Perhaps the most psychologically challenging aspect of any triathlon is the transition from sport to sport. The shorter the distance and the more competitive the athlete, the more important it is to reach your best effort race pace quickly out of T1 and T2. An Ironman athlete whose goal is to finish can walk several minutes and jog several miles out of T2 to allow for recovery. The age-grouper hoping to get on the podium at the local sprint needs to find her 5K pace immediately out of transition, or risk losing the few seconds that may make the difference in achieving her goal.
Training for this transition is as much psychological as physiological. Getting your legs going when all the blood is in your upper body after the swim is challenging. Running after putting out a big effort on the bike is even more difficult. The harder or longer the bike effort, the more difficult the transition becomes. How can you prepare yourself to successfully deal with these challenges?
Enter the “brick” workout. The origin of the term “brick” is debatable: personally, I think it refers to how your legs feel when you start running after riding hard; I’ve also read that it’s more along the lines of “Bike. Run. ICK.” Either way, the point is the same!
Simply put, the brick is a workout where you conduct two sports back-to-back with as short a transition as possible, simulating a race scenario. The most common is the bike-run (or bike-run-bike-run-bike-run…) brick, but I’ve played around with swim-bike bricks as well. I find the former of the most value in my training.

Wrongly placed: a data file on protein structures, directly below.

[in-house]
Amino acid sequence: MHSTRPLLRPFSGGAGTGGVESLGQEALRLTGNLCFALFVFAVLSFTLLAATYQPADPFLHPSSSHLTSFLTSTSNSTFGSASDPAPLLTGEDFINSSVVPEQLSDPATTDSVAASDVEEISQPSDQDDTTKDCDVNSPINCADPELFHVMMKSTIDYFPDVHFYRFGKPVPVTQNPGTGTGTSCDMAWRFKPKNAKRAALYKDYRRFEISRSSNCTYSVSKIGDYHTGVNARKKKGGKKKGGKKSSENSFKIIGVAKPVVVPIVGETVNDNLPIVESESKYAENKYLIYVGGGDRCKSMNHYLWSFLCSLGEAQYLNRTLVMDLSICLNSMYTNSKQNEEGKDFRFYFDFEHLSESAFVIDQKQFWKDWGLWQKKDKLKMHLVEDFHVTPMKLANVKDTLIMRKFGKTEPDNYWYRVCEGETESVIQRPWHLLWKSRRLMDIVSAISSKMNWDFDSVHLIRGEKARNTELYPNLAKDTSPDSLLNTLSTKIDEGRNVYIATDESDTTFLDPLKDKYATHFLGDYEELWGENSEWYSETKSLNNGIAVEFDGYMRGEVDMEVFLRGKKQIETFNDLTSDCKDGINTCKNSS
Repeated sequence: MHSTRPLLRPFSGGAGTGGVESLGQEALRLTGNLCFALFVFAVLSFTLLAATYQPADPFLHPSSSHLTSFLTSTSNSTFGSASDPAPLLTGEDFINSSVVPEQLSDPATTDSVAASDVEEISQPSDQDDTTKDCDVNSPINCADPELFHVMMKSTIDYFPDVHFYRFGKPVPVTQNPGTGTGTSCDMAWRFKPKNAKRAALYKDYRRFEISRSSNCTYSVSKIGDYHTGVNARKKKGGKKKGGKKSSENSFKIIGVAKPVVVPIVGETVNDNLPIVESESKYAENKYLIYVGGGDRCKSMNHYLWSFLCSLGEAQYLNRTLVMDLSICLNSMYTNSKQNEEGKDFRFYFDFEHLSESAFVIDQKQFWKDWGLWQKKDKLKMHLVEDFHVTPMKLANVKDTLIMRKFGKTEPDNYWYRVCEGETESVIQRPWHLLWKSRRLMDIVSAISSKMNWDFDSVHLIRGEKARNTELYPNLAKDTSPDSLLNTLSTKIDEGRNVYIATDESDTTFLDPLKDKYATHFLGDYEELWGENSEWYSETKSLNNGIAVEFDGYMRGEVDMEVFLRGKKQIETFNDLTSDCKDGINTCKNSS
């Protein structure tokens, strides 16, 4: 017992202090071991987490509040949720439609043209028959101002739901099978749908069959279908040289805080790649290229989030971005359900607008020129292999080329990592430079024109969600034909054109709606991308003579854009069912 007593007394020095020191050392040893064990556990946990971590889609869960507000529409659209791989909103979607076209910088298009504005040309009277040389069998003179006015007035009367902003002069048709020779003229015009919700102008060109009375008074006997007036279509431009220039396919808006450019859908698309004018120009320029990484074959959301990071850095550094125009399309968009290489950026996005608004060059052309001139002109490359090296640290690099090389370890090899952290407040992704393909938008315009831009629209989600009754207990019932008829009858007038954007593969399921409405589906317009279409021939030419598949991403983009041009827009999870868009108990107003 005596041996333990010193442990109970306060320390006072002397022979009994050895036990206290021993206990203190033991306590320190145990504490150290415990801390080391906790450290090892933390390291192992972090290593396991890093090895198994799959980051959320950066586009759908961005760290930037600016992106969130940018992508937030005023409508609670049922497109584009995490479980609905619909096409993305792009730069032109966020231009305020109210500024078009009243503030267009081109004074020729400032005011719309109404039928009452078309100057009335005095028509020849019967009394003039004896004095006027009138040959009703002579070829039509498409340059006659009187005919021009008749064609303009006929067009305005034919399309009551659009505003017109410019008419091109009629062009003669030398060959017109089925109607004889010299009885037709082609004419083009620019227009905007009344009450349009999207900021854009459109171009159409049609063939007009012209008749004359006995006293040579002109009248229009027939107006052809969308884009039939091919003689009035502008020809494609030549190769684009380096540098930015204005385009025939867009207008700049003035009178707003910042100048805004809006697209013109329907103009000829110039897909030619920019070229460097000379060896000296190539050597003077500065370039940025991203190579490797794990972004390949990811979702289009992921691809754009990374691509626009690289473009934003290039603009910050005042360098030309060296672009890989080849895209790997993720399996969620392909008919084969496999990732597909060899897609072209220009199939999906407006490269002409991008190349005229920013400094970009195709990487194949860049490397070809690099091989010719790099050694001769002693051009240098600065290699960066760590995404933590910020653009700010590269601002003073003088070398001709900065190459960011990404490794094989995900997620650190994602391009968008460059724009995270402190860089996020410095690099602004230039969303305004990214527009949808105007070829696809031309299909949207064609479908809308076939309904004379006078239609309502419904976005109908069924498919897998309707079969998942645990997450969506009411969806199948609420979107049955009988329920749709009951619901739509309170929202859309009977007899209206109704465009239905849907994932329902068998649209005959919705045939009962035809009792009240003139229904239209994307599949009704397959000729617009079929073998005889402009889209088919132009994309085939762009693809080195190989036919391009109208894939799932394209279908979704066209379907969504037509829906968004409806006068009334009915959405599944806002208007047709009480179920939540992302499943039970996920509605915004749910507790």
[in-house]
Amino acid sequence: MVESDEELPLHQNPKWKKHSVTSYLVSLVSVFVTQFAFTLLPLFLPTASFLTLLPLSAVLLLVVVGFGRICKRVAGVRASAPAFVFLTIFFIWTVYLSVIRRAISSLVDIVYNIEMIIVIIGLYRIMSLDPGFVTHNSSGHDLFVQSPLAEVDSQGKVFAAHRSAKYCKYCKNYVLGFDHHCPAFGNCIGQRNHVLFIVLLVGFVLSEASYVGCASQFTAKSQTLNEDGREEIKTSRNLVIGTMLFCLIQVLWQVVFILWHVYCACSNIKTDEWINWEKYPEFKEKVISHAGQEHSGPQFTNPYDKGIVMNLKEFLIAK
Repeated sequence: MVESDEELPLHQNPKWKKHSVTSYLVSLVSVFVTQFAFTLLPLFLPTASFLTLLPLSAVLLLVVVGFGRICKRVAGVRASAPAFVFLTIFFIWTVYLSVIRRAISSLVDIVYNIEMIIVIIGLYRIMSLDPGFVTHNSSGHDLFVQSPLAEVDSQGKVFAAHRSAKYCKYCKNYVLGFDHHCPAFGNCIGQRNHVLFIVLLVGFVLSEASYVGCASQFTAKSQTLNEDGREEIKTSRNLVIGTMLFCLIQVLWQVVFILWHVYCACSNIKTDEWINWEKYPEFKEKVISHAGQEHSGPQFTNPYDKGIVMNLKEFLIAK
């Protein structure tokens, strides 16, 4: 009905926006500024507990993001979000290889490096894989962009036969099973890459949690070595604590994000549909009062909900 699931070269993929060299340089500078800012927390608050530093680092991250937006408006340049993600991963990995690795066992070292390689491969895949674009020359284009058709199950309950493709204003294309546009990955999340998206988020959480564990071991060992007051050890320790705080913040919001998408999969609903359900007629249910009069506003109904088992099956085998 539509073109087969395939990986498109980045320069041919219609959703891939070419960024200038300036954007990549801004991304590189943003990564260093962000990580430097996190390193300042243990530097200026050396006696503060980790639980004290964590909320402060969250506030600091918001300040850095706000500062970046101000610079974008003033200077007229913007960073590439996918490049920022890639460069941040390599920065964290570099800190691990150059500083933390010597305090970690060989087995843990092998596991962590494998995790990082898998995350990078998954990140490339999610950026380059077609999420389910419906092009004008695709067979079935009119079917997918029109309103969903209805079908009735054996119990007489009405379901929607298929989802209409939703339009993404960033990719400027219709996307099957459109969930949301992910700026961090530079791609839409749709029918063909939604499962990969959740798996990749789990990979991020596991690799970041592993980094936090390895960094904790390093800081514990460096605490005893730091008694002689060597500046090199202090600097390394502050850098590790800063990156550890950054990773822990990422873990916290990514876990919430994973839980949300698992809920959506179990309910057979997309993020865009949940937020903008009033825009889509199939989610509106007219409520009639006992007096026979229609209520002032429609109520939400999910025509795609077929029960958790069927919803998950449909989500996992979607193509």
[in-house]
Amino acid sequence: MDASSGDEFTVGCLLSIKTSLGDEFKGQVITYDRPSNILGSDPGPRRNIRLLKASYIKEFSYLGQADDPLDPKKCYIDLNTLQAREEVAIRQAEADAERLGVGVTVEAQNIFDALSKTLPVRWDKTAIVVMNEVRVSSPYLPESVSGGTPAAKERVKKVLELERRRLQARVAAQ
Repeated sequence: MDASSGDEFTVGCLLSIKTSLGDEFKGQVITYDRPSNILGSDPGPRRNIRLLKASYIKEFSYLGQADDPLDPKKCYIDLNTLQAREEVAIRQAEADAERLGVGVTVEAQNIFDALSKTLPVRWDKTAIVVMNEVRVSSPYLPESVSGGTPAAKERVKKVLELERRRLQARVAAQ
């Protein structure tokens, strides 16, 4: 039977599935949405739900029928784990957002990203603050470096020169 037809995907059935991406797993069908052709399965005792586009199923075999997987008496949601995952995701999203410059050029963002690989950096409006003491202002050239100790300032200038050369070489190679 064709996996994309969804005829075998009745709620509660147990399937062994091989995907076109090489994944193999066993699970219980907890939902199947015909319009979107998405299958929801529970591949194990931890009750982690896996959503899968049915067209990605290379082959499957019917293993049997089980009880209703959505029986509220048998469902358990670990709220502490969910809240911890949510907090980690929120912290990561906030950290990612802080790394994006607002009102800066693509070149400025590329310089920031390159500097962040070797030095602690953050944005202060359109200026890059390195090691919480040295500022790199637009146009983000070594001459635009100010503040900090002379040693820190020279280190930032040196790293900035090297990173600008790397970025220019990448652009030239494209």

I think any triathlete should add brick workouts early in their training plans (starting in the offseason/base phases) and often (weekly). Performing bricks with this frequency makes the transition from sport to sport second nature on race day. Psychologically, you know your legs are capable of more than they feel like immediately off the bike because you have pushed them in training under similar stress. This is where the mantra “Shut up, legs!” comes in handy. As I wrote last season, your legs lie to you coming out of T2.
Below are some ideas for workouts you can implement in training for your next event:
During my self-experiment with CrossFit Endurance (CFE) last year, I struggled with running out of T2 in my first several races. My wife pointed out that I hadn’t done any brick work all season, and she was right. Once I implemented a few brick sessions (and after moving away from the CFE protocol), my run times improved quickly. I think the bricks were the key to making that happen. This season, my coach started my brick work about a month into my training plan. Now several months into my base-building foundational work, the bricks have gotten a bit faster and I feel much more mentally prepared for the rigors of next week’s first race of the season. It’s never too late to bring bricks into your training!
Do you have any brick workouts you like? I’m always interested in new ideas – leave a comment!